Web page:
Monday, July 6, 2009

Colony Collapse Disorder: Meet a beekeeper! Part 3

Continuing our interview with Michele Bennett Decoteau, of Blue Hive Journals, today's topic is Colony Collapse Disorder, or CCD, a serious condition that is severely impacting honeybees in the United States. (If you're just joining us, here's part 1 and part 2 of the interview.)

I read recently that nearly one-third of the honeybee population died last year due to CCD. What is Colony Collapse Disorder and how can we help save the honeybees?

CCD is a scary new thing beekeepers are facing. What happens is that beekeeper will open a hive and find healthy larvae and honey but essentially no adult bees. Under typical disease circumstances [only a few adult bees leave and don't return and] there is a decline in bees that is reflected in the larvae and honey. Most diseases show their influence in the larvae [not the adult bees]. The question is where the [adult] bees are and why are they not returning to their hive.

I don’t think a single cause will be found. Some suspects are pesticides, pollution, transporting bees, and disease.

Some pesticides disrupt a bee’s ability to navigate home. One potential culprit is Imidacloprid. When bees get a good dose of this pesticide they act drunk – they cannot fly well, they don’t orient to home, and they get lost easily. This pesticide is banned in other countries but can be purchased [commercially] here in the US. (Mama Joules' sidenote: "Imidacloprid and nicotine have similar activity in the nervous system," according to a 2001 "Insecticide Factsheet" in the Journal of Pesticide Reform.)

Bees are also transported around the country to pollinate large crops. First bees pollinate almonds in California, then they go to Texas to pollinate squash, then maybe over to Georgia for peaches and head up to Maine for blueberries. Bees are eating one single crop at a time and are fed sugar water in transit. This doesn’t sound like a good life for a bee to me. For one thing, the queen and larvae get chilled during transport. I think that all this moving around and single crop feeding is a challenge to the bee’s immune system.

Pollution may affect bees in an unexpected way. Bees use pheromones to communicate within the hive and even to some extent between hives. Pollution can disrupt a bee’s ability to smell and [the bee] may get lost [due to] high levels of pollution.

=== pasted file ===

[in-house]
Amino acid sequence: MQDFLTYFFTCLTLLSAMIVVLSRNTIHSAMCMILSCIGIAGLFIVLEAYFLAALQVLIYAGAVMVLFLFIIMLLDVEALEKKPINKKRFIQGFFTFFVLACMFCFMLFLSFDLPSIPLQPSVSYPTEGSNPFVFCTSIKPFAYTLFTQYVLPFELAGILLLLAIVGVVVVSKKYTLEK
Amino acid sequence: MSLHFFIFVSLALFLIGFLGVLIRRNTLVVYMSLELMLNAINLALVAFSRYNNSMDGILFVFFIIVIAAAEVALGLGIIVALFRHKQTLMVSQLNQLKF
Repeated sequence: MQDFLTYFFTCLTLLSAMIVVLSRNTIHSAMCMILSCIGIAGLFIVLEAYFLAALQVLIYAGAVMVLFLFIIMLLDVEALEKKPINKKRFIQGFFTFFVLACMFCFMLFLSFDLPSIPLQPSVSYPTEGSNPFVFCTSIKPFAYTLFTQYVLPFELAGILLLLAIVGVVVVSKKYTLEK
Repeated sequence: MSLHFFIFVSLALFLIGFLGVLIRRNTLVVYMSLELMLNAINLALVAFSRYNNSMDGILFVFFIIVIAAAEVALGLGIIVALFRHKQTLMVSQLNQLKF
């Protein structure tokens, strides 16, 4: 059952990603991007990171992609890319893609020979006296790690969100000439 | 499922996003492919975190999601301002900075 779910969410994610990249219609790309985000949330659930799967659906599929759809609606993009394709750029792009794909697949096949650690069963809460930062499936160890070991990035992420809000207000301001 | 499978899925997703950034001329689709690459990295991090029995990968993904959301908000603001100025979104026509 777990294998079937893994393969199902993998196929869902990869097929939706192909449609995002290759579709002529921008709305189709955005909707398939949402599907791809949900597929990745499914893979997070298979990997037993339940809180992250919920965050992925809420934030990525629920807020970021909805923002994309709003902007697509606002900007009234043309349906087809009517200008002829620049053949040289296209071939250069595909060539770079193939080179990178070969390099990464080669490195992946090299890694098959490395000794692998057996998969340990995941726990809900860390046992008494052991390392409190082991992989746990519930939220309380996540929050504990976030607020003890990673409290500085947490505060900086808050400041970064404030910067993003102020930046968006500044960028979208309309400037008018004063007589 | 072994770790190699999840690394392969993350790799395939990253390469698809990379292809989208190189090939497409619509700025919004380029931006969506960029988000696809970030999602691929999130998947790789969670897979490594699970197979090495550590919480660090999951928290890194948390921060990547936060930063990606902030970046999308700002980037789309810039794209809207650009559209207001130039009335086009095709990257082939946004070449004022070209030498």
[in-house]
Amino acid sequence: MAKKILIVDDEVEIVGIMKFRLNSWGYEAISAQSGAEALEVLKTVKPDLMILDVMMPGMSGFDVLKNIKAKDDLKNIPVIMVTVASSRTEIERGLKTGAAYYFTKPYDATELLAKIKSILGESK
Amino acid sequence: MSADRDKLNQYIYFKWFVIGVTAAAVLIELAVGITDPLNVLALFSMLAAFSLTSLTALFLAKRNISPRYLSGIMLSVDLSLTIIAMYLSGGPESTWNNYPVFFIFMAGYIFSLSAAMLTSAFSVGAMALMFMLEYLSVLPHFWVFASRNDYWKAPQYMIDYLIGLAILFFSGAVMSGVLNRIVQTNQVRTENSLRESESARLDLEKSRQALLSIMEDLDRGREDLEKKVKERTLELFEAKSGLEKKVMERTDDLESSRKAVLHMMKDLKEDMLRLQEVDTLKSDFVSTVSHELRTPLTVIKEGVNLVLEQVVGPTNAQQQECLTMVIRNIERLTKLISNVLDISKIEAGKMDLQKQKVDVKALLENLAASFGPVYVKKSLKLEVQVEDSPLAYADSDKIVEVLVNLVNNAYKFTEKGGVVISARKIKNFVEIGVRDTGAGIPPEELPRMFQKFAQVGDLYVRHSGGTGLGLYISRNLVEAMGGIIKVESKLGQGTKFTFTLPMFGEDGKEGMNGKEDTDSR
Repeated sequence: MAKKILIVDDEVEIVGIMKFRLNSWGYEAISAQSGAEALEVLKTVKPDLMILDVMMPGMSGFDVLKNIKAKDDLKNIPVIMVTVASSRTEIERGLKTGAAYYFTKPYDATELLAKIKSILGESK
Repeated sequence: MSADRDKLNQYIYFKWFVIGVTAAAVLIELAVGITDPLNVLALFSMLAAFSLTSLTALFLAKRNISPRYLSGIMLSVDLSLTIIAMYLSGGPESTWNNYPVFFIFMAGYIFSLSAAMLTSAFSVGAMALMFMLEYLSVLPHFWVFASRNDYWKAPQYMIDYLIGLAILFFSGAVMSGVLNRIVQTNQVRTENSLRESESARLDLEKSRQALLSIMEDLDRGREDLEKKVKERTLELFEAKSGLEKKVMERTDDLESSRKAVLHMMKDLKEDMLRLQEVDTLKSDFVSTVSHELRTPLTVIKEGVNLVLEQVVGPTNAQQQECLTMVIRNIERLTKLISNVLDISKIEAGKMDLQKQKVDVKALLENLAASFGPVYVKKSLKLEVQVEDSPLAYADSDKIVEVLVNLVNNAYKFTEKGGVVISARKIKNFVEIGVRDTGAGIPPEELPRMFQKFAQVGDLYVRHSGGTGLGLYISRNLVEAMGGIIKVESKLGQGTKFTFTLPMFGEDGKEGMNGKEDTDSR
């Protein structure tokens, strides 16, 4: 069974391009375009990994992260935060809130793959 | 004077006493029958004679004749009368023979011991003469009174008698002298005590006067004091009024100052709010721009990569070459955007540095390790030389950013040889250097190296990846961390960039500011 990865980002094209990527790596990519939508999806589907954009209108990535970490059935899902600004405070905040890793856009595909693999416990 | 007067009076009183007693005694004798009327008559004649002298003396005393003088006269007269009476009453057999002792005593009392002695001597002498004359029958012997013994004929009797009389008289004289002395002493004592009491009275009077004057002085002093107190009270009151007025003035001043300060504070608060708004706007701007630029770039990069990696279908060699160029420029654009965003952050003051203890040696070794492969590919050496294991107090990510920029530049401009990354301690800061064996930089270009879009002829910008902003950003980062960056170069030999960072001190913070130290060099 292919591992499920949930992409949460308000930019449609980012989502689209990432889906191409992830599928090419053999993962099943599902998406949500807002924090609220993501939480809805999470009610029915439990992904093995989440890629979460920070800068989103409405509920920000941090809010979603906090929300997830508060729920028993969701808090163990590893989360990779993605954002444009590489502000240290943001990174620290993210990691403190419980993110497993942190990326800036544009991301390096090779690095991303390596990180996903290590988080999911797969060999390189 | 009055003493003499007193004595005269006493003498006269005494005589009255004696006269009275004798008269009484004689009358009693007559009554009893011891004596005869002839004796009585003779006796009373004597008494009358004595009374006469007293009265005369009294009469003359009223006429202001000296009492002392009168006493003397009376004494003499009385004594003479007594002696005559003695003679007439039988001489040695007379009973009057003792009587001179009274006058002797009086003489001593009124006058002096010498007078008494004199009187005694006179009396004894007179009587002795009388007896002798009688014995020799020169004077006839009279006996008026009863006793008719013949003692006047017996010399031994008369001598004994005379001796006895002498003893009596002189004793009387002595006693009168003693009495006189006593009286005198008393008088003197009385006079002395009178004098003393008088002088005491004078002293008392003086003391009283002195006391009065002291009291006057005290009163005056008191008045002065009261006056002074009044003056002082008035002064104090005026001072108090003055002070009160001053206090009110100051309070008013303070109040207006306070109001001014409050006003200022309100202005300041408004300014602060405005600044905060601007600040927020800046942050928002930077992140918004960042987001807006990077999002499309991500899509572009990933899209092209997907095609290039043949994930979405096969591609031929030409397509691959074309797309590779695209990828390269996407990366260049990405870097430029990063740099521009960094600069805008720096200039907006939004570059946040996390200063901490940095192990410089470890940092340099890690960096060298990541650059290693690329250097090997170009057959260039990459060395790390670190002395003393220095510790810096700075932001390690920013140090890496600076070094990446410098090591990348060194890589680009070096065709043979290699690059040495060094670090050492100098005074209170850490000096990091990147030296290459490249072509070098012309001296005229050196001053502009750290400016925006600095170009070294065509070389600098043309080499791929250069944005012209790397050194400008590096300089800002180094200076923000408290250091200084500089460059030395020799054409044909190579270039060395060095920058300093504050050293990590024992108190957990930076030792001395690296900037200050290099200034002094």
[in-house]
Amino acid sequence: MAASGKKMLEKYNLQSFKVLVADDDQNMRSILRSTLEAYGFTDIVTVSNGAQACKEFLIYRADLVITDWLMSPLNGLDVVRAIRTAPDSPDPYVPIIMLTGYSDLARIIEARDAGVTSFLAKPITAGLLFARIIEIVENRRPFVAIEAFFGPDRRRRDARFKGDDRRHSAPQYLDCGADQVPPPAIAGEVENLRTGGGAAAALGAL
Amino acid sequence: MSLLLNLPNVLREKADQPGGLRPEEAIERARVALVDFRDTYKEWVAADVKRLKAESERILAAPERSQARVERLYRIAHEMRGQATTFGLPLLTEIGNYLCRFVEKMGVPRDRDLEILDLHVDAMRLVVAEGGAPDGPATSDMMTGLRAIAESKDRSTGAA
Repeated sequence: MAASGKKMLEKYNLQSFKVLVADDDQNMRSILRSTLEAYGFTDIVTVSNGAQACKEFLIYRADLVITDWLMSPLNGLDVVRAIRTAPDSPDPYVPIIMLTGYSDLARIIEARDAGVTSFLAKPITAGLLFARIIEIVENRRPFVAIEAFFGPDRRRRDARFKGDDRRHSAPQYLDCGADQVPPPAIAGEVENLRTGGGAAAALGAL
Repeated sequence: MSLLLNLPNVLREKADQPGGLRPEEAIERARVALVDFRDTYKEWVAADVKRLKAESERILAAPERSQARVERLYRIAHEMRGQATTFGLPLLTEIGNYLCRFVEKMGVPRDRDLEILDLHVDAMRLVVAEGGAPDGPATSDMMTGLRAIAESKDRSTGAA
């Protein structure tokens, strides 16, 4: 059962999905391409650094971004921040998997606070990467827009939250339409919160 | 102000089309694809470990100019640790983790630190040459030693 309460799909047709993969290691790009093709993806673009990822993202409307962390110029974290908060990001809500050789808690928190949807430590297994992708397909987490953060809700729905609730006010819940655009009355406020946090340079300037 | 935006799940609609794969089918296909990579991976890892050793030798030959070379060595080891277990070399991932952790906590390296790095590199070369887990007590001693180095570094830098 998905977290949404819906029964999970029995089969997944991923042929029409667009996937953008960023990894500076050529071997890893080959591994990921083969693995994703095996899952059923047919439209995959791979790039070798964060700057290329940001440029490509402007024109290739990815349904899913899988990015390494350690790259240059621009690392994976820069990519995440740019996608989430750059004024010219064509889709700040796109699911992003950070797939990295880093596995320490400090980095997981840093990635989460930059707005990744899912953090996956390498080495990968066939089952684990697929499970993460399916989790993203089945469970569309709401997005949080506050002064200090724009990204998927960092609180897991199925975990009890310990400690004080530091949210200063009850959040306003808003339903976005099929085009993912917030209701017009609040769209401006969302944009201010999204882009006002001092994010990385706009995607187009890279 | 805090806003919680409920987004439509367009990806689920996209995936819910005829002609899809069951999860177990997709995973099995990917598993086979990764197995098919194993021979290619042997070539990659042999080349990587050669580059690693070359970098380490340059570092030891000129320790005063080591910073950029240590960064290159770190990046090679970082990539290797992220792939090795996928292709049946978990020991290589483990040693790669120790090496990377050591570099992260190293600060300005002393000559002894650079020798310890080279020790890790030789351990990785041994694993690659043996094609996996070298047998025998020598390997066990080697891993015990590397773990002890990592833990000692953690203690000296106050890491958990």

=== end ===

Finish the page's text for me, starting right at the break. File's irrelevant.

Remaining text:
Disease and bugs that bite bees are an ever increasing issue. Many of these pests come from other countries and were introduced into US bee populations from unmonitored imports of bees. Today, beekeepers use a number of pesticides to deal with these bee-pests.

I am a hobbyist beekeeper and generally we are not affected by CCD. Since we don't know what the cause of CCD is, it is unclear why hobby beekeepers don't see it often. Perhaps it is because we don't transport our hives and feed them a single nectar source or stress them other ways. Stress decreases every being's immune system and a weakened immune system might allow some disease to attack bees. Until we know more about what CCD is, we won't know for sure.

Nonetheless, even hobbyists do keep a close watch on diseases and pests in the hive. Essentially we are just big worker bees taking care of the colony!
Michele's top five things we can do to help the honeybees:
1. Become a beekeeper
2. Buy local honey – Check out farmer’s markets and beekeeper’s organizations
3. Plant native plants for pollinators – Check with your local nursery for ideas
4. Grow organically – Stop using chemical pesticides in your flower and veggie garden
5. Buy organic – The fewer pesticides in use in the environment, the better for bees!

Thanks so much for the insight and advice, Michele! Join us next time as we conclude our interview by learning how to start beekeeping (read the next part of this interview here). Be sure to check out Michele's blog, Blue Hive Journals for more ideas and tips about keeping bees.